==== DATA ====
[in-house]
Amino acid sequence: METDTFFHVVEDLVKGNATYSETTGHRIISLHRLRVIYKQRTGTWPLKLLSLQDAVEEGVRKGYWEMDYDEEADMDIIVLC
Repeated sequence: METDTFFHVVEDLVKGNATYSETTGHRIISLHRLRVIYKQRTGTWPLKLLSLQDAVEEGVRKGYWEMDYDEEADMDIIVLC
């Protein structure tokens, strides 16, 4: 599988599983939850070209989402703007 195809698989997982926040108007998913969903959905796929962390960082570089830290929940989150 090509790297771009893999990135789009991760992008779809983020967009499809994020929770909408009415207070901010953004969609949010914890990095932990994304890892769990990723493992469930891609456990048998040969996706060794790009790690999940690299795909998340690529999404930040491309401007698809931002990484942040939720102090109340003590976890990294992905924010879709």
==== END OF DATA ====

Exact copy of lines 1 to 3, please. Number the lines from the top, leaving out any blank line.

[in-house]
Amino acid sequence: METDTFFHVVEDLVKGNATYSETTGHRIISLHRLRVIYKQRTGTWPLKLLSLQDAVEEGVRKGYWEMDYDEEADMDIIVLC
Repeated sequence: METDTFFHVVEDLVKGNATYSETTGHRIISLHRLRVIYKQRTGTWPLKLLSLQDAVEEGVRKGYWEMDYDEEADMDIIVLC